Many authors say that their characters lead their story places they didn’t know it would go. How about a character whose entire personality changed when her author gave her a new name? Josh de Lioncourt’s guest post is an outstanding example of characters who take over their own stories to help everything come together.
On the opening page of The Adventures of Tom Sawyer, Mark Twain writes, “Huck Finn is drawn from life; Tom Sawyer also, but not from an individual—he is a combination of the characteristics of three boys whom I knew, and therefore belongs to the composite order of architecture.”
This is true for most, if not all, literary characters whether or not the author realizes or acknowledges it consciously. Writers draw from their life experiences, people they’ve known, and things they’ve loved when telling a story. This is, perhaps, the most basic and unchanging truth of writing.
But it’s true of each and every human being on the planet as well; we are all drawn, colored, and sculpted into the individuals we become by the experiences we have had, the friends or family who’ve touched our lives, the things we’ve discovered, and the places we’ve been. Or, to use Mark Twain’s more eloquent phrasing, we all belong to the composite order of architecture.
As I write this, Harmony’s Song, a short story that ties into The Dragon’s Brood Cycle series of novels, has just been released, and I find myself reflecting on the bits and pieces of my life that inspire my work, make me the person I am, and influence the characters I create. It’s always easier to connect the dots looking back, at least for me. I’m rarely, if ever, aware of the sources of my inspiration while I’m writing.
Sometimes I rediscover a phrase I wrote and see it in a whole new light that reminds me of some author I admire; sometimes I hear the echoes of those I’ve known in the voices of my characters; sometimes the words or melody of some old and well-loved song surfaces as I read over a scene or wander along forgotten passages. Most times, though, lightning simply strikes, and it’s fun to just let the magic of creation run its course and not bother with the whys and wherefores of the fickle Muses; they are as likely as not to rescind their blessings.
But there are times, too, when the universe simply gives you a gift, and it’s best to accept it with grace, even if that means rewriting large portions of your current project.
I received a gift like that while writing Harmony’s Song. The story’s title character began life in my imagination and then in the bits and bytes of my MacBook with an entirely different name. Daniel, an orphan living on the streets of Ravenhold, befriends a new orphaned girl who comes to town, and who was, in the earliest draft of those first few pages, named Shanna.
One Thursday afternoon, after I’d written perhaps a third of the first draft, I was taking a break and enjoying a game show. One of the contestants was named Harmony.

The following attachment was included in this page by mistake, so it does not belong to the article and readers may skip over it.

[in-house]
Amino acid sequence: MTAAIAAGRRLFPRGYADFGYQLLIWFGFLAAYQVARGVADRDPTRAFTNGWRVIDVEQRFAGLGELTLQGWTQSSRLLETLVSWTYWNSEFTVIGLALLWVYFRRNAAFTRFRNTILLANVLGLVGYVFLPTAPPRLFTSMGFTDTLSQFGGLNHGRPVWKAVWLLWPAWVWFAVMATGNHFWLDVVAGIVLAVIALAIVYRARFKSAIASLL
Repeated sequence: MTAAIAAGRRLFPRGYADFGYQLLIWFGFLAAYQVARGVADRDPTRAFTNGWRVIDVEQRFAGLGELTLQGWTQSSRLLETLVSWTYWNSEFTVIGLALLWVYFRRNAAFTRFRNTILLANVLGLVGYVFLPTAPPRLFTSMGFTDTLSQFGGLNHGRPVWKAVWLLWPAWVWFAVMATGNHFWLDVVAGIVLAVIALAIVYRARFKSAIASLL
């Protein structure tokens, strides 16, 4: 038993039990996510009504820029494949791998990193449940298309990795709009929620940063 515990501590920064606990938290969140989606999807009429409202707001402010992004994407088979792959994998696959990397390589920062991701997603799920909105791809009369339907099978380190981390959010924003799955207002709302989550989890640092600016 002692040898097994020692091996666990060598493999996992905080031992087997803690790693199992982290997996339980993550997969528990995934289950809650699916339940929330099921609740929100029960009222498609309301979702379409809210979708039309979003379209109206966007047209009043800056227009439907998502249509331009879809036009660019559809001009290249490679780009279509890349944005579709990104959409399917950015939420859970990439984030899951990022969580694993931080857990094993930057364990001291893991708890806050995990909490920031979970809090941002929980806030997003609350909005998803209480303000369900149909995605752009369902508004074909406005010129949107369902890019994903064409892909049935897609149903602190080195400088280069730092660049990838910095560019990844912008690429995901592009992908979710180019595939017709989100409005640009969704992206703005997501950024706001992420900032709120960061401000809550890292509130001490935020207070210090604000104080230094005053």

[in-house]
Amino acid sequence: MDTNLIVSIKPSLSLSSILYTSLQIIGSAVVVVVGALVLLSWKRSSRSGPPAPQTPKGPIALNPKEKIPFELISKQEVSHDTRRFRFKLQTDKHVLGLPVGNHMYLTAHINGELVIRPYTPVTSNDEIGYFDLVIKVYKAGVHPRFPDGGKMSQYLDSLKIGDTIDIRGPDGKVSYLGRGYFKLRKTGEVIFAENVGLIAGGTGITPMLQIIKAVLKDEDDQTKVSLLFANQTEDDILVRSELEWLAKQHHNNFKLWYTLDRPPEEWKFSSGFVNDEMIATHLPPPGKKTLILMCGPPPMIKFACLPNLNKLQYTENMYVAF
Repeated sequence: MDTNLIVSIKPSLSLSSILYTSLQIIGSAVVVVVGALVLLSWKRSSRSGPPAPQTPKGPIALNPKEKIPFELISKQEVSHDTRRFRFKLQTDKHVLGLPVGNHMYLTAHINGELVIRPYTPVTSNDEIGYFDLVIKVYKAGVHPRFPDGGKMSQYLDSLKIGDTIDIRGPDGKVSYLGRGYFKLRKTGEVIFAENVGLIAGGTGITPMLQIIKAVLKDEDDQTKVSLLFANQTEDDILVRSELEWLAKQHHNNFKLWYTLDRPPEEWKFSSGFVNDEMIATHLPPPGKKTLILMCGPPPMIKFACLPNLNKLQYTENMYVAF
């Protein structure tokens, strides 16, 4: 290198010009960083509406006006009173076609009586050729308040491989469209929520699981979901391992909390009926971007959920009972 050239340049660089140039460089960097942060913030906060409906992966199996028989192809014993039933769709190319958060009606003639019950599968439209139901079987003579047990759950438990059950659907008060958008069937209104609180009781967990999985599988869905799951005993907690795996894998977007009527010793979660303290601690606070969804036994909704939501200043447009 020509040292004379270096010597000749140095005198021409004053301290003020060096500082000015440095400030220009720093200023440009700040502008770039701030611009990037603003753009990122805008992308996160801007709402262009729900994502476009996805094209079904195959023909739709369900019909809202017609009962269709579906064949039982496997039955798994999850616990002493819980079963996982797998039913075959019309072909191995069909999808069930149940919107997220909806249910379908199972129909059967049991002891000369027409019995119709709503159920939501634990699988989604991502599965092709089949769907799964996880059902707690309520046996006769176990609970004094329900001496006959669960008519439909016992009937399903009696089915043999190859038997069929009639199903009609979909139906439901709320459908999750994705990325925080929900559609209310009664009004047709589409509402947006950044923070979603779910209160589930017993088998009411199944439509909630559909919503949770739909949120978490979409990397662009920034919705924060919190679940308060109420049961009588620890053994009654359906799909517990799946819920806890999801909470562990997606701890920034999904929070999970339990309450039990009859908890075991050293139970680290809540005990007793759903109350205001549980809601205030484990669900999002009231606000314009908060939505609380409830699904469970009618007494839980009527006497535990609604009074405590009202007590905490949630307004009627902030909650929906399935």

What a pretty name, I thought, and then I went on listening to the show.
It wasn’t until the show ended that I found myself wishing that I’d bestowed the name Harmony on Daniel’s friend. It would’ve made such a perfect name for her, I thought.
It was then, of course, when my conscious mind finally caught up with my subconscious. I could name her Harmony. It would be the perfect name.
And so began the process of what I thought would be a simple swap of one name for another. If you’ve read the story, you’ve probably realized by now that it didn’t turn out quite that way.
As I read through the first part of the story, exchanging each “Shanna” for “Harmony”, something strange began to happen. The character’s new name took on a life of its own, working its way into the fiddler’s songs and, I hope, into the very fabric of the character herself and the story as a whole. While the basic plot remained the same, the tale of Daniel and his mysterious friend acquired a luster that hadn’t been present in the earliest draft. It resonated, and I loved it.
In music, two notes played together makes an interval; three notes, harmonious with one another, make a chord. But the real magic is frequently when two or more independent melodies weave together to form something better—something bigger—than any on its own. It is the wedding of melodies into something beautiful that separates the lullaby from the symphony, or, in literary terms, the one-dimensional character from the fully realized soul who lives and breathes within both the confines of the page and the wide open spaces of our imaginations.
It’s a miracle of sorts how one creature, whose parts have become more than their total, can breathe life into another. Since time out of mind, humans have disdained flat and lifeless characters of prose and poetry, while simultaneously doing the same to those living in the real world who defy the norms of convention.
In the end, whether we are a Tom Sawyer, an orphan on the streets of a mythical city, or just another human being trying to make our way through life, we all gloriously belong to that composite order of architecture. May we celebrate that, and may we make the sweetest of harmonies.
Buy the short story here!
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